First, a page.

Based upon a large body of experimental and clinical data, it is evident that multiple malignant events are necessary for a normal cell to give rise to a fully malignant cancer cell. A critical issue with regard to human prostatic carcinogenesis is the clinical significance of the large number of cancers that are present histologically in the elderly male prostate gland. A possibility is that these histological prostate cancers already have undergone all of the malignant events necessary to produce clinically manifest cancer and, thus, only further tumor growth is required to produce a clinical tumor. Alternatively, these histological cancers may have undergone some but not all of the events necessary to produce clinical disease and, therefore, despite host longevity the cancer will remain clinically silent as long as no further malignant changes occur. This issue has importance clinically with respect to the diagnosis, therapy and possible prevention of prostatic cancer. Clinical observations and the mathematical relationship between prostate cancer prevalence and host age (time) support the fact that, in addition to growth, histological prostate cancer requires further malignant events to produce clinical disease. A better understanding of the events involved in prostate cancer development will be necessary to have a greater impact on this disease in the future.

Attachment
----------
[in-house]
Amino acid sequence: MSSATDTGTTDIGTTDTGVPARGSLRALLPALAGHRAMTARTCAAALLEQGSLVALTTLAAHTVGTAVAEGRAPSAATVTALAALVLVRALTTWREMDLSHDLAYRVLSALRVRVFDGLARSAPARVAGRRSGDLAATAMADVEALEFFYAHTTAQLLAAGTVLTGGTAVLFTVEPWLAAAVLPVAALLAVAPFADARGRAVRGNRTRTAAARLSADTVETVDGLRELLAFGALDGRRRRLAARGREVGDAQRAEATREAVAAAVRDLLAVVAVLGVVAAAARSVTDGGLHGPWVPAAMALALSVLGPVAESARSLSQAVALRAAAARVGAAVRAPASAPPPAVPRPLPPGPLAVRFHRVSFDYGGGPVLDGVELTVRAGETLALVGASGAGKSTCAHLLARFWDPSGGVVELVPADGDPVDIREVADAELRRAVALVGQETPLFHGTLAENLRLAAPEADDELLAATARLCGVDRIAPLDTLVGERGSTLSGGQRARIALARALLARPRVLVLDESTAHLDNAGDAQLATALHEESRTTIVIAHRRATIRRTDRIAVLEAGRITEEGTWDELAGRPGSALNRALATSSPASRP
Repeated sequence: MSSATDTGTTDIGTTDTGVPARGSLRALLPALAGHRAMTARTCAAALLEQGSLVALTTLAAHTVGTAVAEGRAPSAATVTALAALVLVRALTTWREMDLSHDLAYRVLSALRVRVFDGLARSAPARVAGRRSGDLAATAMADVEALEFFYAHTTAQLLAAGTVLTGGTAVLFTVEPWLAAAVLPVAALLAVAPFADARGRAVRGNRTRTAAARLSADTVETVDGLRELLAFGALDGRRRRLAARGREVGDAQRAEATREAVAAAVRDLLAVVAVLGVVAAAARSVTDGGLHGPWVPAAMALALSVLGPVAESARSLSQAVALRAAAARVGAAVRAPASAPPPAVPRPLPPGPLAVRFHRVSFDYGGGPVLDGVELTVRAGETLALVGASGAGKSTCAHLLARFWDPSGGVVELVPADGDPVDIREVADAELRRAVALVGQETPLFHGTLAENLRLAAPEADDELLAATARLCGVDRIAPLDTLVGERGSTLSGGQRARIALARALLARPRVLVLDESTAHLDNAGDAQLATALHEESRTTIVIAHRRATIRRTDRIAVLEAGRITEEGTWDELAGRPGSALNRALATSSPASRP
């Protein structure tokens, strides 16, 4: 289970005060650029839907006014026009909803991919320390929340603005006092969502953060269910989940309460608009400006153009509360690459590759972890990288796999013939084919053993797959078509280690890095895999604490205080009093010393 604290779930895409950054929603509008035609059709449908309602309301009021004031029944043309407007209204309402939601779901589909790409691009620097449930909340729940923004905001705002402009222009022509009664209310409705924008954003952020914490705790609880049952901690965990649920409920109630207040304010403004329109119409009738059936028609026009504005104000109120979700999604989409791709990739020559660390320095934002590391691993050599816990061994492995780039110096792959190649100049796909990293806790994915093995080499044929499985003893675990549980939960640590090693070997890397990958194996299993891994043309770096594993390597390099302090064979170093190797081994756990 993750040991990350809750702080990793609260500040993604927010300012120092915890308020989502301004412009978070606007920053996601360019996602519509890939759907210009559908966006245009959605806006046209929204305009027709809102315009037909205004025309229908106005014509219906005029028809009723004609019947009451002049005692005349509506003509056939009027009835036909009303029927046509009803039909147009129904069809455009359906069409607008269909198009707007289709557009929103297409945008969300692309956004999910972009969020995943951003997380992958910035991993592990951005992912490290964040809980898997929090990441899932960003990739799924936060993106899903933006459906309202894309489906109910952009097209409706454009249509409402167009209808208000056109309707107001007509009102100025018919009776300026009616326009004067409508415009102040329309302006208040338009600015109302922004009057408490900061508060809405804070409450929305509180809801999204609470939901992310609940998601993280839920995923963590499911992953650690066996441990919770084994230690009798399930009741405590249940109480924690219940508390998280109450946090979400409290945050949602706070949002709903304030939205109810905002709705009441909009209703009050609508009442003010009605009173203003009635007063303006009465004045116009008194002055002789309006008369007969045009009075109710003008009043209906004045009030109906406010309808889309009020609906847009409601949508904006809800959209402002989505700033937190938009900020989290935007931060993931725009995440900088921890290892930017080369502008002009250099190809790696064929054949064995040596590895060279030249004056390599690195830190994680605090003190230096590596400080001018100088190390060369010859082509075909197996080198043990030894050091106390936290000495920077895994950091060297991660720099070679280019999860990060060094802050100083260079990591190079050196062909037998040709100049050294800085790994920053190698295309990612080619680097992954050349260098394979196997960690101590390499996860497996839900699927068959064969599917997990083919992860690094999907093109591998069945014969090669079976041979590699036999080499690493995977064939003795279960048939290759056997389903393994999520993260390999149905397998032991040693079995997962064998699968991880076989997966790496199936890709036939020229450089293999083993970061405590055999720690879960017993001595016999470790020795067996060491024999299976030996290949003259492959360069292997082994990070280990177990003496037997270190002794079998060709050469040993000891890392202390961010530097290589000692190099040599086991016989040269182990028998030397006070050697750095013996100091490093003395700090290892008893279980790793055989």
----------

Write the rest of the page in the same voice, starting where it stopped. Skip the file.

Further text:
ASJC Scopus subject areas